Cruise ships must cut air pollution, including on Seattle-Alaska sailings
Starting Aug. 1, cruise ships and every other large ship traveling within 200 miles of the coasts of the United States and Canada will have to burn cleaner fuel in order to reduce emissions of sulfur dioxide and soot.
The Washington Post
By Juliet Eilperin
WHITTIER, Alaska — The gleaming white Sapphire Princess docked in this deep-water port this month, unloading its passengers and taking on 2,600 more guests headed first to Glacier Bay and eventually to Vancouver, B.C. Every day of that trip the cruise ship — whose website invites passengers to see Alaska's "pristine landscapes" — will emit the same amount of sulfur dioxide as 13.1 million cars, according to the Environmental Protection Agency, and as much soot as 1.06 million cars.
But starting Aug. 1, the Sapphire Princess and every other large ship traveling within 200 miles of the coasts of the United States and Canada will have to burn cleaner fuel. (Many cruise ships bound for Alaska depart from Seattle; others leave from Vancouver, B.C.)
These new restrictions — which will phase out the world's dirtiest transportation fuel in U.S. waters — represent one of Barack Obama administration's most ambitious, and least-noticed, anti-pollution programs. But they have prompted a major counteroffensive from the cruise industry as well as several lawmakers, who argue that they will raise costs for vacationers and Alaskans who depend on oceangoing vessels for basic foodstuffs.
"This is the sleeping giant no one is paying attention to," said William Becker, executive director of the National Association of Clean Air Agencies, which lobbied for the new rule and represents officials from state and local air agencies across the country.
For years, large ships have burned a heavy fuel with 2,000 times or more the amount of sulfur as the diesel fuel used by trucks, locomotives, construction equipment and small marine vessels.
George W. Bush's administration proposed limiting sulfur dioxide emissions for ships in 2007; the International Maritime Organization three years later adopted the joint U.S.-Canadian proposal to create an "Emissions Control Area" within 200 miles of shore. Countries bordering the Baltic and North Sea enacted similar limits in the late 1990s.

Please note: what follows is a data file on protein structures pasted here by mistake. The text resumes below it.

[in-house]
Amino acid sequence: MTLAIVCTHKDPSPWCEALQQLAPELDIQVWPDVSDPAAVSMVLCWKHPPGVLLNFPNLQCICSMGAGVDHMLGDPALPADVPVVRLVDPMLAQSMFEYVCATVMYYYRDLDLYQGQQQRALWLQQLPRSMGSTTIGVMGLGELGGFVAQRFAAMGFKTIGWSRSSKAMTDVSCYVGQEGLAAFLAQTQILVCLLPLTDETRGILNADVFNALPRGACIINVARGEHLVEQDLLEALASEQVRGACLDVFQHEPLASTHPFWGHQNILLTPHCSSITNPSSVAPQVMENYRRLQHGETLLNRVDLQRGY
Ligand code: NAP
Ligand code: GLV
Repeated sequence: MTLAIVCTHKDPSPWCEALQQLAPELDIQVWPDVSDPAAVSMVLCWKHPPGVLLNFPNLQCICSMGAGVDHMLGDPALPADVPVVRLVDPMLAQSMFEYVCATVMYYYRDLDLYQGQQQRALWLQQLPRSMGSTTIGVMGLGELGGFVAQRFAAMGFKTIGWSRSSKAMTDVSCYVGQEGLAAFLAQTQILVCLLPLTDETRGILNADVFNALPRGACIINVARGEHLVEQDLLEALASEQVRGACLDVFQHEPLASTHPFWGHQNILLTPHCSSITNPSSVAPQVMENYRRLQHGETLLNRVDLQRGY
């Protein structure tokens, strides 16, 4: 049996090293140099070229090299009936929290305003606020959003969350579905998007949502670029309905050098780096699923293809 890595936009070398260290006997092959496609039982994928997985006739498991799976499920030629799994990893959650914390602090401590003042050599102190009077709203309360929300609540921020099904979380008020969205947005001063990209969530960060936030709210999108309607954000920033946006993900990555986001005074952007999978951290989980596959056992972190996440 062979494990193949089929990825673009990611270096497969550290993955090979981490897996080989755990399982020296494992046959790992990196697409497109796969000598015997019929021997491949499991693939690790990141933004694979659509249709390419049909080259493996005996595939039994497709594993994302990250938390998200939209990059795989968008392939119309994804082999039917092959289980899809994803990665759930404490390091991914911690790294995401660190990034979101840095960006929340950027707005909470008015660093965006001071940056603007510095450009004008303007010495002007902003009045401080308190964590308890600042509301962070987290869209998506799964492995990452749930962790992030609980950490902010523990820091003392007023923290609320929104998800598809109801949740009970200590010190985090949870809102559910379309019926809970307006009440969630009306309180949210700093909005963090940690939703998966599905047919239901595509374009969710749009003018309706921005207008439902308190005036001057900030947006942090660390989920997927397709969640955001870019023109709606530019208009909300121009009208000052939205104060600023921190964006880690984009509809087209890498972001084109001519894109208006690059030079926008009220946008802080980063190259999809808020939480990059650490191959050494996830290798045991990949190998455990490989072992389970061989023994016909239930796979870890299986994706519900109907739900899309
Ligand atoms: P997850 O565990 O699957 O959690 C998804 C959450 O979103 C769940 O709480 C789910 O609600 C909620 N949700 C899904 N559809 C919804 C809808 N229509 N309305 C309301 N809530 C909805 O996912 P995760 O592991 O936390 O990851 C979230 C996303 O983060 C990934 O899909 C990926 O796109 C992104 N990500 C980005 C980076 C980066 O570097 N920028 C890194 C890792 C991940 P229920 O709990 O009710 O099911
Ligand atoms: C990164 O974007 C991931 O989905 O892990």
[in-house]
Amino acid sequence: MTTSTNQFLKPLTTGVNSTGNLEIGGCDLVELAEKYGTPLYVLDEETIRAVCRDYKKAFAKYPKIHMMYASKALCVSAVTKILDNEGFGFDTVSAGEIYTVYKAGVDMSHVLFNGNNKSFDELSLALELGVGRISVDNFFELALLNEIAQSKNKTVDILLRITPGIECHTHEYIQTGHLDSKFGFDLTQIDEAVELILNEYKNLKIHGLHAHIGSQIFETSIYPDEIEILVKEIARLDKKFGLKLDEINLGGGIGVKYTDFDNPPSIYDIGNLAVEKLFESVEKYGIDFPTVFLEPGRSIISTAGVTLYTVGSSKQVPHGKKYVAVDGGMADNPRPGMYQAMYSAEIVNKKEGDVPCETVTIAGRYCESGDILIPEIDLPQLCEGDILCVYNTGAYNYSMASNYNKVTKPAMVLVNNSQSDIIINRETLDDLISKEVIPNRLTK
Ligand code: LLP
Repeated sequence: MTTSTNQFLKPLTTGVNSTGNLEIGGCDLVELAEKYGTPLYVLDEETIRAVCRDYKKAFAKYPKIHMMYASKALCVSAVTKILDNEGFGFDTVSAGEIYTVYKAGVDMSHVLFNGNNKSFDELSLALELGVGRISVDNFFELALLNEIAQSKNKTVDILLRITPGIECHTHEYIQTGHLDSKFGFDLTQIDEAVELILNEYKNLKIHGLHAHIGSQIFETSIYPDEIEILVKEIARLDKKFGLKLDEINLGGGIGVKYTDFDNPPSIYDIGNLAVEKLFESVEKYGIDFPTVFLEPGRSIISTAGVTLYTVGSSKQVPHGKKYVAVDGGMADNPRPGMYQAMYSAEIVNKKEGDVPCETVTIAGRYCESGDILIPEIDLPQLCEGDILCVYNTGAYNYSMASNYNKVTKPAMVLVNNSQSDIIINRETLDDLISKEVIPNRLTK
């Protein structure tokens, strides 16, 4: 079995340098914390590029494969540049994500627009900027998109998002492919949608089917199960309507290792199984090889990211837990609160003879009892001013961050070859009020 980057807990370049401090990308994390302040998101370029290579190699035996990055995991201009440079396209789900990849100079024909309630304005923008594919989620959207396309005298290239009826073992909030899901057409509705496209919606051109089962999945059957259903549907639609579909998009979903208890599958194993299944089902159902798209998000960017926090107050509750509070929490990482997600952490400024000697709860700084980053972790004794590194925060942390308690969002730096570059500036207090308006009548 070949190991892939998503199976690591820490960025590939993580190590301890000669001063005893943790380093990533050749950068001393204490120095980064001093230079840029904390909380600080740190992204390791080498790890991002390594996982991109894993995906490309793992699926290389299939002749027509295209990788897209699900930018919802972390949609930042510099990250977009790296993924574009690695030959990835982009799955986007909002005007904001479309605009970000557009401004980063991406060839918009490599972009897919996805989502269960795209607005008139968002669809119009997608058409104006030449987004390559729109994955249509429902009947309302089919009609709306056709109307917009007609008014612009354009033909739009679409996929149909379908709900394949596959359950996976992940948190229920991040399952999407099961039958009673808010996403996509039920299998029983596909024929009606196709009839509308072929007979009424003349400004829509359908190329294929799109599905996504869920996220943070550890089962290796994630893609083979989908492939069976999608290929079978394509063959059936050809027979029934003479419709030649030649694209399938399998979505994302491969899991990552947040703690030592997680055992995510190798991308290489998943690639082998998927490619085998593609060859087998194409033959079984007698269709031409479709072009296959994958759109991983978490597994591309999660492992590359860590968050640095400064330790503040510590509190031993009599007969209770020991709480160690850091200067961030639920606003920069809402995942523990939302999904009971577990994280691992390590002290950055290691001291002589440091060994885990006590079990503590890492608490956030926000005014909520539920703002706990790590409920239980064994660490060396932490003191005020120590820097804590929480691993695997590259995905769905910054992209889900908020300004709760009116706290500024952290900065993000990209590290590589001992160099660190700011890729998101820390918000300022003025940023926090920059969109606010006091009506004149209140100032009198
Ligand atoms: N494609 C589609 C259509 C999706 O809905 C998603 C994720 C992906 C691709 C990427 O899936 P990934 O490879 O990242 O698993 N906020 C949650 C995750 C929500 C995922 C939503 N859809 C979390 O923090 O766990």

The new rule requires large ships to cut the sulfur content of their fuel, which now averages 2.7 percent, down to 1 percent next month; in 2015 it must drop to 0.1 percent.
The EPA estimates that the new rules will avoid between 12,000 and 31,000 premature deaths each year by 2030, with the benefits outweighing the costs 95 to 1. Put another way, when the stricter limit goes into effect in 2015 it will be akin to taking 12.7 million cars off the road per day and eliminating their sulfur dioxide emissions, or the soot from 900,000 cars. Air pollutants from burning ship fuel off the Pacific Coast contribute to lung disease and affect air quality as far away as North Dakota, according to agency officials.
"These important standards will lower emissions from ships and help safeguard our port communities and cities hundreds of miles inland," said Gina McCarthy, who heads the EPA's air and radiation office.
The container and vehicle shipping industry, which spends less time within the 200-mile zone than the cruise industry, has indicated that it can meet the new standards. But a couple of firms serving Alaska, including Totem Ocean Trailer Express, predict their fuel costs could eventually rise 25 percent as a result.
It is difficult to get precise estimates on what the cleaner fuel will cost, in part because its availability remains uncertain. The EPA estimates that when fully implemented the program will add $18 to the cost of shipping a 20-foot container and about $7 per day to the cost of a passenger's cruise ticket. Cruise industry analysts, however, say it could add as much as $19.46 a day per passenger. The total annual cost of implementing the rule in 2020 will be $3.2 billion, according to the EPA, weighed against between $47 billion and $110 billion in benefits.